MS Office User Tips: Blank Word Documents and Conditional Formatting in Excel

Ladies and Gents! It is with much excitement that I announce I will be adding MS Office Tips & Tricks to my blog roll. I mean, it’s all fine and good for me to wax on philosophically on a weekly basis about the legal industry’s big challenges (security, efficiency…) but I wouldn’t be a good trainer if I didn’t also try to make the world a better place by providing useful MS Office tips and tricks! (Ok, it’s not like negotiating for world peace or better coffee in the lunch room, but it’s what I do.)

Below you will find two tips:

  • MS Word: How to start with a blank document every time, rather than seeing all the templates available.
  • MS Excel: How to use conditional formatting

Tip #1: Always Starting with a Blank Document in MS Word

When you open Word, you typically see a number of choices for either creating a blank document or using various templates as a basis for a new document. If you’re like me, you always choose to create a blank document. Is there is a way to skip this opening palette of choices and simply go to a blank document from the get-go? YES!

The following tip works for both Word 2013 and Word 2016. Microsoft calls this new “feature” the Start screen, and you can fortunately control whether it is displayed or not. Here’s how:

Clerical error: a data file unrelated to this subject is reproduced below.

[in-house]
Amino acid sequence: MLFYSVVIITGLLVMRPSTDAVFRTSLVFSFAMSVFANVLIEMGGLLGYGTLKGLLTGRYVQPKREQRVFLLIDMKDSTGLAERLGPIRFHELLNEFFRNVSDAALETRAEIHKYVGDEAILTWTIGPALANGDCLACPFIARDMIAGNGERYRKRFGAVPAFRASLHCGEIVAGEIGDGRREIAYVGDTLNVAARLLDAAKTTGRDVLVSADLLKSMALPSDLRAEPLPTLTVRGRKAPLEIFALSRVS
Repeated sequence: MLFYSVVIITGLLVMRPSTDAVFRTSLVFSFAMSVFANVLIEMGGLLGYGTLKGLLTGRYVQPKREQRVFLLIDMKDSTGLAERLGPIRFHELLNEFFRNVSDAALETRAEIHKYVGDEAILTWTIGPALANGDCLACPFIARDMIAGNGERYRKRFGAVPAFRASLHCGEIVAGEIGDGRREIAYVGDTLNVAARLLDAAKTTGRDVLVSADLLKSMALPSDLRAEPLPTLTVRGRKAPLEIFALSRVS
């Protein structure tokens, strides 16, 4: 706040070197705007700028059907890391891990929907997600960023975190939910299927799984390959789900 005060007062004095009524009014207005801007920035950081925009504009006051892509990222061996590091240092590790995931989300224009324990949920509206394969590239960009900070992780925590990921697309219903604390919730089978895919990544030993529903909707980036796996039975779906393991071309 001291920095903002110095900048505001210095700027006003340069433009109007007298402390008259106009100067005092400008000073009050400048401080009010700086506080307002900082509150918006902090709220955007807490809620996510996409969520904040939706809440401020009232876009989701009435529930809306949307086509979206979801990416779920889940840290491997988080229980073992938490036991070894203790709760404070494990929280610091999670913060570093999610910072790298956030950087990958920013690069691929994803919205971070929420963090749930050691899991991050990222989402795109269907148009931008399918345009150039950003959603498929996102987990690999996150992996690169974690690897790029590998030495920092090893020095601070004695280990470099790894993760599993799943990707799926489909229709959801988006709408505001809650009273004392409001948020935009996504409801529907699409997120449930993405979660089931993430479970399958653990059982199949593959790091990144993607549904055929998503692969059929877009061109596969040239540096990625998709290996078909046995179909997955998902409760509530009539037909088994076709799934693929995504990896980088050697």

1. Display the File tab of the ribbon.

2. Click the Options button. Word displays the Word Options dialog box.

3. At the left side of the dialog box, make sure General is selected. (It should be selected by default.)

4. Scroll down, if necessary, until you see the Start Up Options section. (See Figure 1.)

5. Clear the Show Start Screen when this Application Starts check box.

6. Click on OK.

Now, the next time you start Word, you won’t be shown the Start screen. Instead, you’ll see a blank document, the same as in earlier versions of Word.

Tip #2: Shading Rows with Conditional Formatting in Excel

If you haven’t tried the conditional formatting features of Excel before, they can be quite handy. One way to use this feature is to cause Excel to shade every other row in your data. This is great when your data uses a lot of columns and you want to make it a bit easier to read on printouts. Simply follow these steps:

1. Select the data whose alternating rows you want to shade.

2. Make sure the Home tab of the ribbon is displayed.

3. Click the Conditional Formatting tool. Excel displays a series of choices.

4. Click New Rule. Excel displays the New Formatting Rule dialog box.

5. In the Select a Rule Type area at the top of the dialog box, choose Use a Formula to Determine Which Cells to Format. (See Figure 1.)

6. In the formula space, enter the following formula: =MOD(ROW(),2)=0

7. Click on the Format button. Excel displays the Format Cells dialog box.

8. Make sure the Fill tab is selected. (See Figure 2.)

9. Select the color you want used for the row shading.

10. Click on OK to close the Format Cells dialog box.

11. Click on OK to close the New Formatting Rule dialog box.

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